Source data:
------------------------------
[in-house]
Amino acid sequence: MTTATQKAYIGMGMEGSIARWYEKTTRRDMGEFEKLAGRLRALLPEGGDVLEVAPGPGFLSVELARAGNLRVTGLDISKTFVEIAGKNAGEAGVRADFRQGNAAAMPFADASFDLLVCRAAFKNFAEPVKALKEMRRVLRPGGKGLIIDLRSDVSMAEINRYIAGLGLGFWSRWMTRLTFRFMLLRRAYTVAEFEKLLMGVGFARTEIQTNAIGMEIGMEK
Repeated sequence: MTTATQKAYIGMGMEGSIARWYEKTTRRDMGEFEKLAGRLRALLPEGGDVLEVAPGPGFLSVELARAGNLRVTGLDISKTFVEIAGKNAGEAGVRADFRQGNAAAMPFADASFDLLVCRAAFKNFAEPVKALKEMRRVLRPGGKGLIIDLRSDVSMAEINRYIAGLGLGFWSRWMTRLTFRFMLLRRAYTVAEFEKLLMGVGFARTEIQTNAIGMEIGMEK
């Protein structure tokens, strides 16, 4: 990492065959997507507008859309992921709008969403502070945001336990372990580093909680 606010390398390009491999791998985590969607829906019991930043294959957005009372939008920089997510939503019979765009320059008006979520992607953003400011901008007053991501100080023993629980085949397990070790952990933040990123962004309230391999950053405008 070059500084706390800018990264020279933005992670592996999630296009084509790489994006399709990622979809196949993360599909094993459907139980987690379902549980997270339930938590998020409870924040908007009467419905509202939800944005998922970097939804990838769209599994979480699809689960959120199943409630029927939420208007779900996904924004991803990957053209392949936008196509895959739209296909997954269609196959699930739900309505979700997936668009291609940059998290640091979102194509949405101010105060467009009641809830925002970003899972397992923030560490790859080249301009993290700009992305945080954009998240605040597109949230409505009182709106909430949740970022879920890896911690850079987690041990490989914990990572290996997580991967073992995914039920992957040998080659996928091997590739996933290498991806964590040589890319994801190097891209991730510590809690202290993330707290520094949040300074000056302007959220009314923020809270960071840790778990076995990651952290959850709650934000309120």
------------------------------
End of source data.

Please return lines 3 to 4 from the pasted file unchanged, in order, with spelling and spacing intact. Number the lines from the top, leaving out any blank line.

Repeated sequence: MTTATQKAYIGMGMEGSIARWYEKTTRRDMGEFEKLAGRLRALLPEGGDVLEVAPGPGFLSVELARAGNLRVTGLDISKTFVEIAGKNAGEAGVRADFRQGNAAAMPFADASFDLLVCRAAFKNFAEPVKALKEMRRVLRPGGKGLIIDLRSDVSMAEINRYIAGLGLGFWSRWMTRLTFRFMLLRRAYTVAEFEKLLMGVGFARTEIQTNAIGMEIGMEK
């Protein structure tokens, strides 16, 4: 990492065959997507507008859309992921709008969403502070945001336990372990580093909680 606010390398390009491999791998985590969607829906019991930043294959957005009372939008920089997510939503019979765009320059008006979520992607953003400011901008007053991501100080023993629980085949397990070790952990933040990123962004309230391999950053405008 070059500084706390800018990264020279933005992670592996999630296009084509790489994006399709990622979809196949993360599909094993459907139980987690379902549980997270339930938590998020409870924040908007009467419905509202939800944005998922970097939804990838769209599994979480699809689960959120199943409630029927939420208007779900996904924004991803990957053209392949936008196509895959739209296909997954269609196959699930739900309505979700997936668009291609940059998290640091979102194509949405101010105060467009009641809830925002970003899972397992923030560490790859080249301009993290700009992305945080954009998240605040597109949230409505009182709106909430949740970022879920890896911690850079987690041990490989914990990572290996997580991967073992995914039920992957040998080659996928091997590739996933290498991806964590040589890319994801190097891209991730510590809690202290993330707290520094949040300074000056302007959220009314923020809270960071840790778990076995990651952290959850709650934000309120």